The Council took note of the statements made and agreed to revert to the matter at its next meeting.
11.1. The Chairman recalled that the Council had agreed, at its meeting in June 2014, to hold its annual review of technical cooperation at this meeting. He suggested that, in this context, Members also discuss any other issues relating to this agenda item.

11.2. He said that, in preparation for this annual review, developed country Members had been once more requested to update information on their technical and financial cooperation activities relevant to the implementation of the TRIPS Agreement in time for this meeting. Other Members who also made available technical cooperation had been encouraged to share information on these activities if they so wished. The Secretariat had issued on 24 July 2014 an airgram (WTO/AIR/4337) reminding Members of this request. In addition, intergovernmental organizations observers to the Council as well as the WTO Secretariat had also been invited to provide information.

11.3. To date, the Council had received information from the following developed country Members: Australia; Japan; New Zealand; Canada; Switzerland; Norway; as well as the United States. The resulting documentation concerning the technical cooperation activities of developed country Members was circulated in document IP/C/W/601 and addenda. The report submitted by the European Union and individual member States, namely Austria; Bulgaria; the Czech Republic; Denmark; Estonia; Finland; France; Germany; Hungary; the Netherlands; Portugal; Slovenia; Spain; Sweden and the United Kingdom had been made available as a room document on documents online and would also be circulated as an addendum to document IP/C/W/601.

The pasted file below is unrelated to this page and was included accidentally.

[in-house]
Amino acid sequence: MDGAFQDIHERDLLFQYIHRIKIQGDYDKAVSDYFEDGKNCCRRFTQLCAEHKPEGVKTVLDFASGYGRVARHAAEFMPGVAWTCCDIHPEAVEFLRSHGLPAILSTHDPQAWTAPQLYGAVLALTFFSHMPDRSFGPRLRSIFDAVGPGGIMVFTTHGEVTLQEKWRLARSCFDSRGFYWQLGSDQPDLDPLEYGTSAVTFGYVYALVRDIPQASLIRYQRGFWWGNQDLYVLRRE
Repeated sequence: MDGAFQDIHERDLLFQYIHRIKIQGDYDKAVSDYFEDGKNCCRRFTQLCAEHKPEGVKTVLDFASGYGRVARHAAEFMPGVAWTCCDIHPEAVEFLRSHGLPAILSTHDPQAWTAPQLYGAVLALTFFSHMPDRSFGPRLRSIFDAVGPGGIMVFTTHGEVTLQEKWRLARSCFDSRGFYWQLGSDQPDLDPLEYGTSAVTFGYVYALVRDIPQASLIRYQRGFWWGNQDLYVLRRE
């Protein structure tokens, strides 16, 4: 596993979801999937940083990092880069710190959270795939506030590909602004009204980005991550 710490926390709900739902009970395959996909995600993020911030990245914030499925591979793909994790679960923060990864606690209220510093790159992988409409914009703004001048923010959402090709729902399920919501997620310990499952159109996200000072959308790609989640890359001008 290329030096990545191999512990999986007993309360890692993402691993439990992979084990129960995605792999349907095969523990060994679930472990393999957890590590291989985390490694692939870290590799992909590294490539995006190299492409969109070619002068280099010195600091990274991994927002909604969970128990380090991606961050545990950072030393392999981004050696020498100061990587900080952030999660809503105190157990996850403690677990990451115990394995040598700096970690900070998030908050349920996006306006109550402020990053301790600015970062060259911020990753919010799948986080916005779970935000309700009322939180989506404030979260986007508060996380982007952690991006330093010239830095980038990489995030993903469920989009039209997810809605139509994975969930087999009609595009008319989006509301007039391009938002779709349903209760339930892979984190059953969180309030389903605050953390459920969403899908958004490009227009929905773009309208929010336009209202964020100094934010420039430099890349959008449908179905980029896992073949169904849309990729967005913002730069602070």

11.4. So far the Council had received updated information from the following intergovernmental organizations: the WCO, WHO, FAO; UPOV; WIPO; UNCTAD; as well as the GCC, which had been circulated in document IP/C/W/603 and addenda. Updated information on the WTO Secretariat's own technical cooperation activities in the TRIPS area had been made available in document IP/C/W/600. These reports provided very valuable information both as regards details of specific activities, but also the broader policy considerations that were guiding capacity building activities of individual Members and Observers. Much of this resource remained largely untapped due to the amount of information provided and the way of preparation. In order to promote awareness and transparency, the Secretariat had repeatedly suggested that the information about specific activities be reported in table format. It had also provided regular updates with respect to its work aimed at identifying ways of facilitating the submission, processing and circulation of information on technical assistance.

11.5. The representative of the WTO Secretariat informed the Council of its recent technical cooperation activities, including the Workshop on "Realizing Developmental Objectives of the Intellectual Property System: LDC Needs for Technical and Financial Cooperation" that had been organized back-to-back with the last Council meeting on 12-13 June 2014. Also the representative of the UNCTAD Secretariat introduced its report.

11.6. The representatives of Bangladesh; the European Union and Bangladesh, on behalf of the LDC Group took the floor.

11.7. The Chairman said that some of the information had been received very recently, and most of it was, so far, available only in its original language. Therefore, he suggested that an opportunity be provided to Members at the Council's next meeting to make further comments on the information submitted for this meeting.

11.8. The Council took note of the statements made and agreed to revert to the matter at its next meeting.

IP/C/M/77, IP/C/M/77/Add.1